Housing association tenants may be able to substantially reduce their monthly internet costs through a new service from BT Business.
The programme, developed through BT’s Connected Society programme, will supply internet to housing association customers, who can then offer tenants web access as a shared internet service. The programme will bring down monthly costs and offer training, support, and low-cost devices.
Housing associations will be able to deliver the service via several options, for example on a per unit basis on large estates or through communal Wi-Fi in care homes.
BT hopes the service will foster greater digital inclusion by getting more low-income and vulnerable groups online without having to worry about credit checks or extra costs associated with an Openreach installation.
The operator has been working extensively with housing associations for some time to identify and meet their needs.
Wales and West Housing ICT head, Richard Troote, said many of his organisation’s tenants had found the barriers to getting online were insurmountable.
"There are a number of drivers for us to provide internet at home to our residents, including the forthcoming implementation of Universal Credit, which means people have to be online, or at least have access to the internet,” said Troote.
In Scotland, BT has already been working with the Glasgow Housing Association and the Scottish Government to bring Wi-Fi access to 138 households in a Glasgow tower block.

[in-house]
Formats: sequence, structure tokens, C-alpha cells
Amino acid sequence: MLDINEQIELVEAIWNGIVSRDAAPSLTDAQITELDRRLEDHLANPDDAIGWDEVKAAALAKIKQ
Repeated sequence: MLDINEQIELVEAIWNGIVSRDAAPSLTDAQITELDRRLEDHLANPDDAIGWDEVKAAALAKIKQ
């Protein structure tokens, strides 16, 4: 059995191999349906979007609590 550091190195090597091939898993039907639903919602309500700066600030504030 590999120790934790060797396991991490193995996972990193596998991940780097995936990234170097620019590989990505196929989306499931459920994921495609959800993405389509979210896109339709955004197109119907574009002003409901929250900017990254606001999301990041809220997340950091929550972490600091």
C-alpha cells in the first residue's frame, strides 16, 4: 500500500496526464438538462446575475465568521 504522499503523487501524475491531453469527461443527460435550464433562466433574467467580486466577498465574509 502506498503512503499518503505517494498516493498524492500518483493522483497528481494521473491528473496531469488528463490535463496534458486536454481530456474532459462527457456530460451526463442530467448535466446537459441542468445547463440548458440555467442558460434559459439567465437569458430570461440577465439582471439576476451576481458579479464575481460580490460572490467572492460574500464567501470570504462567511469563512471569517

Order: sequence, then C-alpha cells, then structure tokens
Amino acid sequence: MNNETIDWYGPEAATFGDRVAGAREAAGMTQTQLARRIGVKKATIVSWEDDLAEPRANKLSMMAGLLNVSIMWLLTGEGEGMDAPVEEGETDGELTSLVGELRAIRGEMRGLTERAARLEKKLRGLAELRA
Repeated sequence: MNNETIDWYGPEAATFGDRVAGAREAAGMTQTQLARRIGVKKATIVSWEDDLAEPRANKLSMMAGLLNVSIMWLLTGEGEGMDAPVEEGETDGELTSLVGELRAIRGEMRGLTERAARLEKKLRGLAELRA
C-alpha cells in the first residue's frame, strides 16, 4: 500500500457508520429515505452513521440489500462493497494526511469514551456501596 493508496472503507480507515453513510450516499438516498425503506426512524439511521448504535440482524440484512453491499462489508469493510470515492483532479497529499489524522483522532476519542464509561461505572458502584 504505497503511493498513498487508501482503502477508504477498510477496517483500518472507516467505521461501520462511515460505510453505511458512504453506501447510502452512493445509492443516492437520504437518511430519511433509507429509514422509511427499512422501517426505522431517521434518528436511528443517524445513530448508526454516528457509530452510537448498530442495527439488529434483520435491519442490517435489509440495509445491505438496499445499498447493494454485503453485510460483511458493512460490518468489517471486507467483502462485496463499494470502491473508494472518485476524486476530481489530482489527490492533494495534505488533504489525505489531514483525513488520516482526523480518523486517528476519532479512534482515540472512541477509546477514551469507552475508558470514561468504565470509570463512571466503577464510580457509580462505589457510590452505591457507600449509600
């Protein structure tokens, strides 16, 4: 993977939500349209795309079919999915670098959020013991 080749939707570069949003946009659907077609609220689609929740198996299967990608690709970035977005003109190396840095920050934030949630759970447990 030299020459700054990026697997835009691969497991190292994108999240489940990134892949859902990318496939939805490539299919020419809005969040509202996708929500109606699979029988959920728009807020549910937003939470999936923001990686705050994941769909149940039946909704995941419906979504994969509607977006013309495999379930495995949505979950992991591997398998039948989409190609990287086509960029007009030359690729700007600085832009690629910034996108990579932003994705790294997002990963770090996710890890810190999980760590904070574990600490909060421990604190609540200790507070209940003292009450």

Glasgow Housing Association offered tenants Archos 97 tablets and Samsung Google Chromebooks to access a single, high-speed Wi-Fi network implemented throughout their building, which links back to the main BT network through one connection.
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The association said two-thirds of tenants were now actively seeking employment opportunities online, with 4% gaining employment during the first six months of the project. Just over 60% of residents had also saved more than £100 thanks to the scheme, it reported.
BT Business CEO Graham Sutherland said over six million adults in the UK have never used the internet, and four million of those live in social housing.
“This not only affects employment prospects and access to education, but also access to essential services. It’s crucial that they have access to the internet, and that’s why we’re working with housing associations to help ensure those on low incomes, or who are unemployed, elderly or disabled have access to the internet,” he said.